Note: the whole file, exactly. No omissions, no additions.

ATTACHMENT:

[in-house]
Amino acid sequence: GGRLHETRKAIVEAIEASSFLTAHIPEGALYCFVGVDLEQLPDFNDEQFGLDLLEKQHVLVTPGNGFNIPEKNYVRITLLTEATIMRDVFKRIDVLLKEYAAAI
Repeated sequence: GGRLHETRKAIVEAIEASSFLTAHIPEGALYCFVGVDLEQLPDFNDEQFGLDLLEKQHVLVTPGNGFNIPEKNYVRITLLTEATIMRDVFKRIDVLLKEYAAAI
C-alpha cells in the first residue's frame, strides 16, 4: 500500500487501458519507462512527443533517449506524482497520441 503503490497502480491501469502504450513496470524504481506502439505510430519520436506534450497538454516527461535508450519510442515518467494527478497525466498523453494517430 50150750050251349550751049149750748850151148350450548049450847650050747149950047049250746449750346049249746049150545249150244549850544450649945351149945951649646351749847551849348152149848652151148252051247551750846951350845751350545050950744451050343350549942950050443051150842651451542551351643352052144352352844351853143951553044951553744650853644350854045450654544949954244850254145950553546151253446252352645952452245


[in-house]
Amino acid sequence: GGRLHETRKAIVEAIEASSFLTAHIPEGALYCFVGVDLEQLPDFNDEQFGLDLLEKQHVLVTPGNGFNIPEKNYVRITLLTEATIMRDVFKRIDVLLKEYAAAI
Repeated sequence: GGRLHETRKAIVEAIEASSFLTAHIPEGALYCFVGVDLEQLPDFNDEQFGLDLLEKQHVLVTPGNGFNIPEKNYVRITLLTEATIMRDVFKRIDVLLKEYAAAI
C-alpha cells in the first residue's frame, strides 16, 4: 500500500487501458519507462512527443533517449506524482497520441 503503490497502480491501469502504450513496470524504481506502439505510430519520436506534450497538454516527461535508450519510442515518467494527478497525466498523453494517430 50150750050251349550751049149750748850151148350450548049450847650050747149950047049250746449750346049249746049150545249150244549850544450649945351149945951649646351749847551849348152149848652151148252051247551750846951350845751350545050950744451050343350549942950050443051150842651451542551351643352052144352352844351853143951553044951553744650853644350854045450654544949954244850254145950553546151253446252352645952452245